As I was reading, it was never far from my consciousness that I was consuming this book as kiciwamanawak and that I would have to take great care to try and suspend some of the ingrained stories that I hold dear that have shaped my own beliefs and with which I live my life. In the end, I discovered some new facts not only about an important issue for the future of Saskatchewan but also something about myself – something about stories and the power they have over our destinies. Although I am kiciwamanawak, the book became deeply personal to me in a way that I could not have imagined when I first picked it up. Indeed, I have read and internalized Harold Johnson’s words and I believe that they are tremendously helpful. I hope to use them in a good way.

“I speak, however, only to my people, the Woodland Cree.  I have no right to speak to anyone else.  But if you hear my words and if these words help you, then take them and use them in a good way.  If you cannot use them in a good way, then leave them here.”

Harold R. Johnson

I could go on and restate the facts outlined in the book (as many other reviewers have) regarding how alcohol and its use is causing dire problems in the lives of Indigenous (and also Non-Indigenous) Peoples across Saskatchewan and Canada. I could quote the statistics regarding accidents, violence, and death that Harold Johnson provides. But those cold, hard facts are only the foundation of the book and a way to scope and size the problem. What I think is much more important about Firewater is the argument that weaves its way throughout that stories and the way that they have been adopted and have formed a set of beliefs about alcohol is the core problem that needs to be addressed. Johnson presents the case that these stories and the beliefs that they perpetuate are the real root of the problem and that Indigenous Peoples need to take back control of their stories in order to find a better, healthier way forward. This strikes me as a very compelling argument for all people whose lives are being negatively impacted by alcohol (or any other negative influence for that matter). We all need to become mindful of and take back control of the stories that we believe and hold dear.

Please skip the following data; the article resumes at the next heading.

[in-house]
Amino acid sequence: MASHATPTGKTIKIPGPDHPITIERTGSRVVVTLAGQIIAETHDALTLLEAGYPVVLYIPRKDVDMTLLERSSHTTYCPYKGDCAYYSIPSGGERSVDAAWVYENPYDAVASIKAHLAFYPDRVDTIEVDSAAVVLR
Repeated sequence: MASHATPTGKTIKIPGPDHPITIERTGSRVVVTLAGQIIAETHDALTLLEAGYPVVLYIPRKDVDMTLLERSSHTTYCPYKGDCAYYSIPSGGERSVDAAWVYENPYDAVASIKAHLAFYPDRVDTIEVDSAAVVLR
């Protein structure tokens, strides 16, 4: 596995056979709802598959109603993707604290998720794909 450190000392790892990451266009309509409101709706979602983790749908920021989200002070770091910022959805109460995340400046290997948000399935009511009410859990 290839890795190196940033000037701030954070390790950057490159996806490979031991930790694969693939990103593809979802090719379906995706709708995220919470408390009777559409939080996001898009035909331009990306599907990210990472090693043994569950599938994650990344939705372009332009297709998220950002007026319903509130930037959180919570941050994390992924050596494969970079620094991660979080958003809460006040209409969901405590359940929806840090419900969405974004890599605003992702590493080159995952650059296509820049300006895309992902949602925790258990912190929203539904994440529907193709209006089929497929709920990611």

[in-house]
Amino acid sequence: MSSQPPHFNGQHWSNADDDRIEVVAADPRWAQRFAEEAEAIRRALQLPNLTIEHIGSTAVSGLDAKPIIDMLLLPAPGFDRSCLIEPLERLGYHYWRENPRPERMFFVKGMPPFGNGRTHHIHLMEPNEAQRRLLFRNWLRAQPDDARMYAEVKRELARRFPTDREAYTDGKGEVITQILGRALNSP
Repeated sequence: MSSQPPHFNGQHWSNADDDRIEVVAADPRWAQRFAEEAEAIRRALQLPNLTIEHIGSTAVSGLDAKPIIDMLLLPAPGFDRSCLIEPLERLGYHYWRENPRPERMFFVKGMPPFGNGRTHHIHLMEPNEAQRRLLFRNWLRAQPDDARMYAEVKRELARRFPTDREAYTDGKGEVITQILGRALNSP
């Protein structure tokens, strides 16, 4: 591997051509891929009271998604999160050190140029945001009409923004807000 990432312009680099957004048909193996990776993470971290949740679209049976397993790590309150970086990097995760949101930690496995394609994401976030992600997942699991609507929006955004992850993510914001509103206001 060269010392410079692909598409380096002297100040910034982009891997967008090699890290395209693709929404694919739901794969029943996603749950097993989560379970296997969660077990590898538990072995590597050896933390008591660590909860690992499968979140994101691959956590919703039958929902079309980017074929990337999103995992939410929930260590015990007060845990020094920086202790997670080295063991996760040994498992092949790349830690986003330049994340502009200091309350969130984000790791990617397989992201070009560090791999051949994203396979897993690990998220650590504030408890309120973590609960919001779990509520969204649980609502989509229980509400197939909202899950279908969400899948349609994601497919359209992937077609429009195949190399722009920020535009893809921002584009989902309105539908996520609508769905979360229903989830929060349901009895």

“We can live any story that we want.  We can live a romance, or a tragedy, or a comedy, or a mystery, or a fantasy, or a fable, or a fairytale.  We can decide which story we want to be in and tell it to ourselves.  The only limit on our ability to choose our own story is the story into which we are born.  We have all been raised in a particular story.  When we recognize it as story, it loses its power.  This is especially true of victim stories.  All of what we refer to as ‘society’ is the story that we tell ourselves about ourselves.”

Harold R. Johnson

There is a message here for all people – what stories are we living out in our lives? Do they serve a healthy and uplifting purpose? Even if we believe that we are living out healthy stories, are we actually living consistently with them? For example, Harold Johnson cites the behaviour of legal teams that fly into Northern Saskatchewan to deal with alcohol-related problems, subsequently putting people in jail, and then getting back on a plane loaded with booze for their trip back home. As a result, there is also a message here for all kiciwamanawak public servants who are tasked with attempting to deal with and help contribute solutions to the problems that are facing Indigenous Peoples – deeply consider the stories that we are living by and whether or not they are also part of the problem.

Book review by Christopher Malnyk, IPAC Saskatchewan Communications Chair.

 

The following is an interview with Harold R. Johnson on his book Firewater from CBC Radio’s “The Next Chapter”: